The University of Glasgow has been awarded £1m of charity funding to build a new Institute of Health and Wellbeing (IHW) building.
This was awarded by the Wolfson Foundation and will go toward the construction of the new IHW building as part of a £1bn development programme for the university campus.
The construction of the new IHW building is expected to start in the spring of 2019.
The University has said that the new building will help create a “cohesive identity” as staff are currently scattered around 10 sites across Glasgow.
Professor Jill Pell, director of IHW, said: "We are extremely grateful to the Wolfson Foundation for this significant award. It demonstrates their support for our ambitions for our new building.
"IHW staff are currently scattered across 10 separate sites in Glasgow and our new building will allow us to create a cohesive identity.
"That will enhance our ability to do inter-disciplinary research, to network creatively, enhance our accommodation for postgraduate students and to engage more effectively with members of the public."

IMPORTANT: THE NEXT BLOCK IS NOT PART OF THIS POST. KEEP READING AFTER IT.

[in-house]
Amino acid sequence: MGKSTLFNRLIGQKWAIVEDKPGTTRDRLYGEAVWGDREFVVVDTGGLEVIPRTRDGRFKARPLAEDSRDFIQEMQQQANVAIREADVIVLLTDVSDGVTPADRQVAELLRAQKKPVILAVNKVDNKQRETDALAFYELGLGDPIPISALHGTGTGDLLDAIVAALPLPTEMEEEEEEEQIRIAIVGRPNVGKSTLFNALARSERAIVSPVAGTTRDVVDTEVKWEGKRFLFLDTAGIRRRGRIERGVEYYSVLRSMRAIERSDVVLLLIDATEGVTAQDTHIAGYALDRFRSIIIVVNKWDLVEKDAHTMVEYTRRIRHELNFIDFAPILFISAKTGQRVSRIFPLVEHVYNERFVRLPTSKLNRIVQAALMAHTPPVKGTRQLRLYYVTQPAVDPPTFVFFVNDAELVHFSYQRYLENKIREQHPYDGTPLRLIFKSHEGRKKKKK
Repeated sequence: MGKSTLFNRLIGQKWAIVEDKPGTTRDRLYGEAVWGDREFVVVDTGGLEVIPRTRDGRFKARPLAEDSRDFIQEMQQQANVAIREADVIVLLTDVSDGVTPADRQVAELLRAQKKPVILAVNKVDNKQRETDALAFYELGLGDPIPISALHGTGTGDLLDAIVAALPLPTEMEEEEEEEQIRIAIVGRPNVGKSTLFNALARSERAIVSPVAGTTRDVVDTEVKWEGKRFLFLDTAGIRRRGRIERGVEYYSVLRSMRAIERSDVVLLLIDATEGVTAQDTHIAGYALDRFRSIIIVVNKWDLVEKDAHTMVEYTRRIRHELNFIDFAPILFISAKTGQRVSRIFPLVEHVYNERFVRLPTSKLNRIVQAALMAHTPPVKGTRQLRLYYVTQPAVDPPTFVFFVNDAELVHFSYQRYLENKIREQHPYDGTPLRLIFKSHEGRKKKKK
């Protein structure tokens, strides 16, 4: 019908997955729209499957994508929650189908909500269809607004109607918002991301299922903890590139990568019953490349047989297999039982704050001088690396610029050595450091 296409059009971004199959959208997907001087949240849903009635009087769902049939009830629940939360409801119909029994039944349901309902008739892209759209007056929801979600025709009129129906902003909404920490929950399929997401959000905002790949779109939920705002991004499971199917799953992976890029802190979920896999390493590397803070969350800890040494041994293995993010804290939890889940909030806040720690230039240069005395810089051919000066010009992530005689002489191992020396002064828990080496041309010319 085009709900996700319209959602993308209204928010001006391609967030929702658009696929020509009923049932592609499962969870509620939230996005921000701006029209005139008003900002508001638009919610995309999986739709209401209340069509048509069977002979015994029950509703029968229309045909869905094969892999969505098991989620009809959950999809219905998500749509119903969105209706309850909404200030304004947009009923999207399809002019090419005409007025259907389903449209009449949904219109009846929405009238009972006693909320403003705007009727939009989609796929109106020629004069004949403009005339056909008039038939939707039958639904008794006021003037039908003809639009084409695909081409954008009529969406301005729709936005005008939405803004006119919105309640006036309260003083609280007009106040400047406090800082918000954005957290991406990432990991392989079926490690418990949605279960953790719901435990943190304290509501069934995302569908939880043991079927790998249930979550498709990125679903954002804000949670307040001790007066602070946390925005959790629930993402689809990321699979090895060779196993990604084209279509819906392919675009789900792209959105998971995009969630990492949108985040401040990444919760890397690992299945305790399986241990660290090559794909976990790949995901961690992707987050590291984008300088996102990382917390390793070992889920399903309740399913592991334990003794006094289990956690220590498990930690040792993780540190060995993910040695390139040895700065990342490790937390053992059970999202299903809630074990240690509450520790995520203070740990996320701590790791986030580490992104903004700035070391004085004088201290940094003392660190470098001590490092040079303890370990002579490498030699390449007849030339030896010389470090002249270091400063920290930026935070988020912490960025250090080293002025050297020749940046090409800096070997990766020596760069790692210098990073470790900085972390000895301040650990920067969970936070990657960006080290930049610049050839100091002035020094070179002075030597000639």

The IHW aims to improve population health and wellbeing as well as reduce inequalities in health.
The work done by IHW involves concentrating on neglected groups such as socio-economically deprived communities, refugees, the elderly and those with learning disabilities or mental health problems.
Ms Pell said: "We have a proven track record of collaborating with external partners, both academic and non-academic in spite of the physical constraints of our current dispersed, inflexible estate.
"The new IHW building will provide the type of space, not currently available to us, that will transform our ability to undertake such collaborations in terms of scale, efficiency and effectiveness."
The Wolfson Foundation is an independent charity awarding grants to support and promote excellence in the fields of science and medicine, the arts and humanities, education and health and disability.
Paul Ramsbottom, chief executive of the Wolfson Foundation, said: "The Wolfson Foundation supports international quality research and so we are delighted to be funding such an outstanding population health research centre.
"There could be few better places in the world to create such a facility and the research will play a pivotal role in understanding and combating health inequality - and preventing chronic disease.
"It seems particularly appropriate to be supporting this initiative in Glasgow: the city which gave the Wolfson family refuge from persecution during the 1890s."